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Matern Health Neonatol Perinatol. 2019 May 30;5:7. doi: 10.1186/s40748-019-0103-y. eCollection 2019.

Effect of early versus delayed cord clamping in neonate on heart rate, breathing and oxygen saturation during first 10 minutes of birth - randomized clinical trial.

Author information

1
1Department of Women's and Children's Health, Uppsala University, Uppsala, Sweden.
2
2University of Calgary, Calgary, Canada.
3
Paropakar Maternity and Women's hospital, Kathmandu, Nepal.
4
Department of Clinical Sciences Lund, Pediatrics/Neonatology, Skane University Hospital, Lund University, Lund, Sweden.

Abstract

Background:

Delayed cord clamping (DCC) after 180 s reduces iron deficiency up to 8 months of infancy compared to babies who received Early Cord Clamping (ECC) at less than 60 s. Experimentally DCC has shown to improve cardio-vascular stability. To evaluate the effect of delayed (≥180 s) group versus early (≤60 s) cord clamping group on peripheral blood oxygenation and heart rate up to 10 min after birth on term and late preterm infants.

Methods:

We conducted a single centred randomized clinical trial in a low risk delivery unit in tertiary Hospital, Nepal. One thousand five hundred ten women, low risk vaginal delivery with foetal heart rate (FHR) ≥ 100 ≤ 160 beats per minute (bpm) and gestational age (≥33 weeks) were enrolled in the study. Participants were randomly assigned to cord clamped ≤60 s of birth and ≥ 180 s. The main outcome measures were oxygen saturation, heart rate from birth to 10 min and time of spontaneous breathing. The oxygen saturation and heart rate, the time of first breath and establishment of regular breathing was analysed using Student t-test to compare groups. We analysed the range of heart rate distributed by different centiles from the time of birth at 30 s intervals until 10 min.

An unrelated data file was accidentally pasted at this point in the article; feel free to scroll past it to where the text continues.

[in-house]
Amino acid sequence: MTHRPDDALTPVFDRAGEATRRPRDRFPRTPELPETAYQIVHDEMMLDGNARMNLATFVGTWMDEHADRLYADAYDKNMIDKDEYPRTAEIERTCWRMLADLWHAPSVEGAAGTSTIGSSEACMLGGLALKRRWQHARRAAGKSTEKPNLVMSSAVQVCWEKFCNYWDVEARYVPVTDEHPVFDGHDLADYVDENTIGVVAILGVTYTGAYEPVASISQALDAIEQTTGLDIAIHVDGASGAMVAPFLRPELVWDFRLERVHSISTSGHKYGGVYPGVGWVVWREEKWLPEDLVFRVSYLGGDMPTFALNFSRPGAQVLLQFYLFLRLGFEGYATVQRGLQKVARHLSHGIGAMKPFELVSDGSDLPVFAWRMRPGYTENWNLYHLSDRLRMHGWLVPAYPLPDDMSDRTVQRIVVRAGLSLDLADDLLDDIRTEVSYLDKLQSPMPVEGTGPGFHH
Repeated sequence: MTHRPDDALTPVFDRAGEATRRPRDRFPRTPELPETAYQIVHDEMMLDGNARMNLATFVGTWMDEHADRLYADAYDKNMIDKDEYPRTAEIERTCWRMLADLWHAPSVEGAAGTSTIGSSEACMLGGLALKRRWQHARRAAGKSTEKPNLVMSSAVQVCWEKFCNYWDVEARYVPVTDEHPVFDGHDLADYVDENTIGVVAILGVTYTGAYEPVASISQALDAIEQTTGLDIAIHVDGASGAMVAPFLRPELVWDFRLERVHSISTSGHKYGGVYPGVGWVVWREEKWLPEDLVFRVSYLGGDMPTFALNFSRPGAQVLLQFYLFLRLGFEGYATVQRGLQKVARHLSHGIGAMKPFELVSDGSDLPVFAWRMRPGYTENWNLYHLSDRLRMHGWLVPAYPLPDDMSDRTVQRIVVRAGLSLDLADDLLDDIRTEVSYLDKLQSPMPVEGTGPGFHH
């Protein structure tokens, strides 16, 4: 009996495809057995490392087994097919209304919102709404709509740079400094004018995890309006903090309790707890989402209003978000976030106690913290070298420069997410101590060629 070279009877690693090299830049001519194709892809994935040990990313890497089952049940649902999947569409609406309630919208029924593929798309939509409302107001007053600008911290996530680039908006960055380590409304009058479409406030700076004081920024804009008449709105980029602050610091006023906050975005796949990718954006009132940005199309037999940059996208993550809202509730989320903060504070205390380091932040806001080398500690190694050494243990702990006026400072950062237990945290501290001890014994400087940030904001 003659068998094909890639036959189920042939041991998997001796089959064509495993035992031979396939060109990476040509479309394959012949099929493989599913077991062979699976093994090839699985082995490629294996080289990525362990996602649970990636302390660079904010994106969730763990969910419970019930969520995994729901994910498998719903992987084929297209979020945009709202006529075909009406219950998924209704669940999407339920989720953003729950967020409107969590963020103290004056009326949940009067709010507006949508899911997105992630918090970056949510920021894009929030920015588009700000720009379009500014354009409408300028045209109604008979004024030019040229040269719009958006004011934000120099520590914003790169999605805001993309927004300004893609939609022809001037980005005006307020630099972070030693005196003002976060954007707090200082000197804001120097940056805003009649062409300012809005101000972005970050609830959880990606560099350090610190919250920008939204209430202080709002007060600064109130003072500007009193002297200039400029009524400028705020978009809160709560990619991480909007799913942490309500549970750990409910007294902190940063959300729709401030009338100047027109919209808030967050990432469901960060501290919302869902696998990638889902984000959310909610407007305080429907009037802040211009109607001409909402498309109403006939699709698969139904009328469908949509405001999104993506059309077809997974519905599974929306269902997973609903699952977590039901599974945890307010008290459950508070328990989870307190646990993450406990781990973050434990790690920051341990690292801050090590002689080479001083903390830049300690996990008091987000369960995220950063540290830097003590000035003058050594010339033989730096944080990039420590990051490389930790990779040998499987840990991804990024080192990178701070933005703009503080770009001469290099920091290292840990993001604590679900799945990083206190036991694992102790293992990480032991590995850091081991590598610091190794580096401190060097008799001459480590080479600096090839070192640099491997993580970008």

Results:

The oxygen saturation was 18% higher at 1 min, 13% higher at 5 min and 10% higher at 10 min in babies who had cord clamping in delayed group compared to early group (p < 0.001). The heart rate was 9 beats lower at 1 min and3 beats lower at 5 min in delayed group compared to early group (p < 0.001). Time of first breath and regular breathing was established earlier in babies who had cord clamping at 180 s or more.

Conclusion:

Spontaneously breathing babies subjected to DCC have higher oxygen saturation up to 10 min after birth compared to those who have undergone ECC. Spontaneously breathing babies with DCC have lower heart rates compared to ECC until 390 s. Spontaneously breathing babies receiving DCC have early establishment of breathing compared to ECC.

Trial registration:

ISRCTN, 5 April 2016.

KEYWORDS:

Delayed cord clamping; Heart rate in first 10 min; Oxygen saturation in first 10 min; Randomized clinical trial; Spontaneous breathing; Term and late preterm infants

Conflict of interest statement

Competing interestsThe authors declare that they have no competing interests.

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